Welcome to Game Club, where Joanna Price and myself exchange letters about a game we’ve jointly played. This time, we’re discussing Spiritfarer, a “cozy management game about death”. This is the fourth and final letter. To catch up, read Joanna’s first letter, my second letter, and Joanna’s third letter.
As is often by the case, I’m struck by how well you get to the heart of the game’s issues. You really could be a professional games critic.
I think you’re right that Spiritfarer doesn’t really understand death as separate from regret, and I am 100% confident that all of the game’s writers *are* young. A few years ago I might not have fully understood your criticism, but I’ve spent the past couple of years watching my father rapidly succumb to Alzheimer’s. Nearly every day, I am beset with a sense of loss and feel the weight of his absence, and it has nothing to do with missed opportunities. When he first got the diagnosis, he wasn’t worried about his legacy, or things he hadn’t accomplished; he was worried about the process of un-becoming, of ceasing to be himself and becoming another person inhabiting his body, and of all the suffering that would arise from that, for him but also for the people around him. It’s true that most people (including me) would view that as a fate *worse* than death, but it’s just a difference of degrees; death is the ultimate un-becoming, and the translation from the sentient self to an inanimate object just happens a lot faster for people without dementia.
Your invocation of youth is interesting, because it’s not just Spiritfarer‘s writers who are young; it’s also the people reviewing it. Most people in games writing are in their 20s, and people over 40 are rare (because it’s an high-stress, low-paying job that seems to inevitably cause burnout). This probably explains why I haven’t seen this criticism anywhere else (though doesn’t explain why you, a young person yourself, have the insight to make it!).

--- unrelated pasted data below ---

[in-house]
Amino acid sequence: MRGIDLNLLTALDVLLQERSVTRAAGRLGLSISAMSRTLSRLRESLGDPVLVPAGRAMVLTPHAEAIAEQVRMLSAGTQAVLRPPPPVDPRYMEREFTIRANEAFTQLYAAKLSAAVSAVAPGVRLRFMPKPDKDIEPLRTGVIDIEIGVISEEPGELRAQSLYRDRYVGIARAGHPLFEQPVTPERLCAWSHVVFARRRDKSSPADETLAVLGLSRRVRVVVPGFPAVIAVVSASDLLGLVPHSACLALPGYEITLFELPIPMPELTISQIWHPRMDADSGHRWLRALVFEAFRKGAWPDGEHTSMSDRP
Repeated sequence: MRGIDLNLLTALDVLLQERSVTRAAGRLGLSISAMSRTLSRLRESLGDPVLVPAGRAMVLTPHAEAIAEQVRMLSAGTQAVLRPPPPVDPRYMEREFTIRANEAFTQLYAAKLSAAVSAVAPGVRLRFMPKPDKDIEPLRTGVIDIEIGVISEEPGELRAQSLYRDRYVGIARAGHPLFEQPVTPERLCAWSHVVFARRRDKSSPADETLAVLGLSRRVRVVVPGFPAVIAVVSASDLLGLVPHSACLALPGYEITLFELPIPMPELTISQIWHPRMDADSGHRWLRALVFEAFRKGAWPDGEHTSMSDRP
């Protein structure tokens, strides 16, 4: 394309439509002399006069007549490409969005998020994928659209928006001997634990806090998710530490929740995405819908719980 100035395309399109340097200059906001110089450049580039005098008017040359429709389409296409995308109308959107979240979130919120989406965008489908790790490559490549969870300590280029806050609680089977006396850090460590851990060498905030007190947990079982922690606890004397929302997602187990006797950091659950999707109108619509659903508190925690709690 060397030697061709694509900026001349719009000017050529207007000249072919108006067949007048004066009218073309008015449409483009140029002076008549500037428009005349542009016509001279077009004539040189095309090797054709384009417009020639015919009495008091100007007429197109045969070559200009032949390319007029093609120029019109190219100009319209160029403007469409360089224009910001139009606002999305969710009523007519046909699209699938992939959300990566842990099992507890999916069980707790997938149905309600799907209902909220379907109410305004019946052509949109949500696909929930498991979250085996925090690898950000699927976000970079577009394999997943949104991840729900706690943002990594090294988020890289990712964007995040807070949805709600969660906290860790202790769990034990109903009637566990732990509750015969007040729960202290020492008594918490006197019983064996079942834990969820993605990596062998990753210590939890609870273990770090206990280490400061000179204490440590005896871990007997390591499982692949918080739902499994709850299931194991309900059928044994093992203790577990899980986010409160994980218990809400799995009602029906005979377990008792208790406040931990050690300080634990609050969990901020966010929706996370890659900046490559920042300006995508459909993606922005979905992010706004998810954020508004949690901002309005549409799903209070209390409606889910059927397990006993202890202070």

I think you’re right that the game lacks a narrative core, and I think that is down to its structure. You call it a “a platformer with the platforming removed,” and I think that’s mostly true, but there are plenty of fleshed-out narrative games with minimalist mechanics. What do they have that this doesn’t? The answer, I think, is some larger connective tissue, something that binds the disparate threads and makes the game more than the sum of its parts. In Spiritfarer, there is almost no interaction – mechanically or narratively – between each character’s arc. And because you play a silent protagonist, the player character doesn’t bridge the stories in any meaningful way. At the end of the day, it’s a series of monologues by different characters, shuffling onto the stage, and then off this mortal coil. Some of the monologues are better than others – and I agree that a lot of them do stick the landing – but they don’t add up to something larger.
I think games are actually one of the best mediums to address death, precisely because death is so central; it’s the only medium in which the protagonist regularly dies, and where avoiding repeated, frequent death is a driving force. That said, I don’t think many games have taken this opportunity. Grim Fandango (1998) makes great use of the afterlife as a setting, but it uses it as a comedic launching board and dark parody of the land of the living, rather than as an existential conundrum. Passage (2005) tackles the existential aspects, yet it’s evocative rather than probing. Actual Sunlight (2013) is an accomplished exploration of suicide ideation, but that’s about the desire for escape, not the realities of death. And Death Stranding (2019) is really interested in the question of what happens when we die, and what the experience of death is, but attempts to answer that question with pie-in-the-sky ideas that are admirable for their imagination, but fail to connect to lived experience in the way that good philosophy does. If I had to guess, I’d say that most people seek to avoid thinking about death, because it’s terrifying, and so a commercial game that gazed into that abyss would be a hard sell.
That said, I’m sure there’s a good game somewhere on itch.io that tackles death well, and I’d love to find it.
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